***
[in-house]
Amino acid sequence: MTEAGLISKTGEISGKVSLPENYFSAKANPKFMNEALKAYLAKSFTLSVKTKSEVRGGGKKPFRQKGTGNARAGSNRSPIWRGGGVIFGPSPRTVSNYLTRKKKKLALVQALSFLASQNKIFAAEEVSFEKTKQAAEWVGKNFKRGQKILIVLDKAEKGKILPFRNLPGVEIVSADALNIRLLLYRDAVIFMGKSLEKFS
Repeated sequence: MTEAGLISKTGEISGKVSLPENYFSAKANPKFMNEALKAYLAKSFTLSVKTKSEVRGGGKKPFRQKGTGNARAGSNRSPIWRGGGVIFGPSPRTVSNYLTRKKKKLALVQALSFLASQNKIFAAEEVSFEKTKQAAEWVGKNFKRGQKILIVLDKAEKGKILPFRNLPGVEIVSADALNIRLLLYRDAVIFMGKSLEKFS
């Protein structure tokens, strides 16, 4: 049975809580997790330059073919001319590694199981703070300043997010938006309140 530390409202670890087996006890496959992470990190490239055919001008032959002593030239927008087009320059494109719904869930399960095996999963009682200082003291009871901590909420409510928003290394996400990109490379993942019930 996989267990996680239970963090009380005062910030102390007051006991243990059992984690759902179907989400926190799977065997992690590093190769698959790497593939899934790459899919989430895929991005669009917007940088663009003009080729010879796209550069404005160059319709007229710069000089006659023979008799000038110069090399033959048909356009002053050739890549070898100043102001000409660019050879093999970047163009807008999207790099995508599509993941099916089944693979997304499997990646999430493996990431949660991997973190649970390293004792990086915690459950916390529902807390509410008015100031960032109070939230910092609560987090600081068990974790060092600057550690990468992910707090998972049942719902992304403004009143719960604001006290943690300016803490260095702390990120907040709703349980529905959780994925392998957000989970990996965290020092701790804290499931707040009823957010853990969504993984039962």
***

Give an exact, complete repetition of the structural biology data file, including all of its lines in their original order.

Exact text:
[in-house]
Amino acid sequence: MTEAGLISKTGEISGKVSLPENYFSAKANPKFMNEALKAYLAKSFTLSVKTKSEVRGGGKKPFRQKGTGNARAGSNRSPIWRGGGVIFGPSPRTVSNYLTRKKKKLALVQALSFLASQNKIFAAEEVSFEKTKQAAEWVGKNFKRGQKILIVLDKAEKGKILPFRNLPGVEIVSADALNIRLLLYRDAVIFMGKSLEKFS
Repeated sequence: MTEAGLISKTGEISGKVSLPENYFSAKANPKFMNEALKAYLAKSFTLSVKTKSEVRGGGKKPFRQKGTGNARAGSNRSPIWRGGGVIFGPSPRTVSNYLTRKKKKLALVQALSFLASQNKIFAAEEVSFEKTKQAAEWVGKNFKRGQKILIVLDKAEKGKILPFRNLPGVEIVSADALNIRLLLYRDAVIFMGKSLEKFS
């Protein structure tokens, strides 16, 4: 049975809580997790330059073919001319590694199981703070300043997010938006309140 530390409202670890087996006890496959992470990190490239055919001008032959002593030239927008087009320059494109719904869930399960095996999963009682200082003291009871901590909420409510928003290394996400990109490379993942019930 996989267990996680239970963090009380005062910030102390007051006991243990059992984690759902179907989400926190799977065997992690590093190769698959790497593939899934790459899919989430895929991005669009917007940088663009003009080729010879796209550069404005160059319709007229710069000089006659023979008799000038110069090399033959048909356009002053050739890549070898100043102001000409660019050879093999970047163009807008999207790099995508599509993941099916089944693979997304499997990646999430493996990431949660991997973190649970390293004792990086915690459950916390529902807390509410008015100031960032109070939230910092609560987090600081068990974790060092600057550690990468992910707090998972049942719902992304403004009143719960604001006290943690300016803490260095702390990120907040709703349980529905959780994925392998957000989970990996965290020092701790804290499931707040009823957010853990969504993984039962």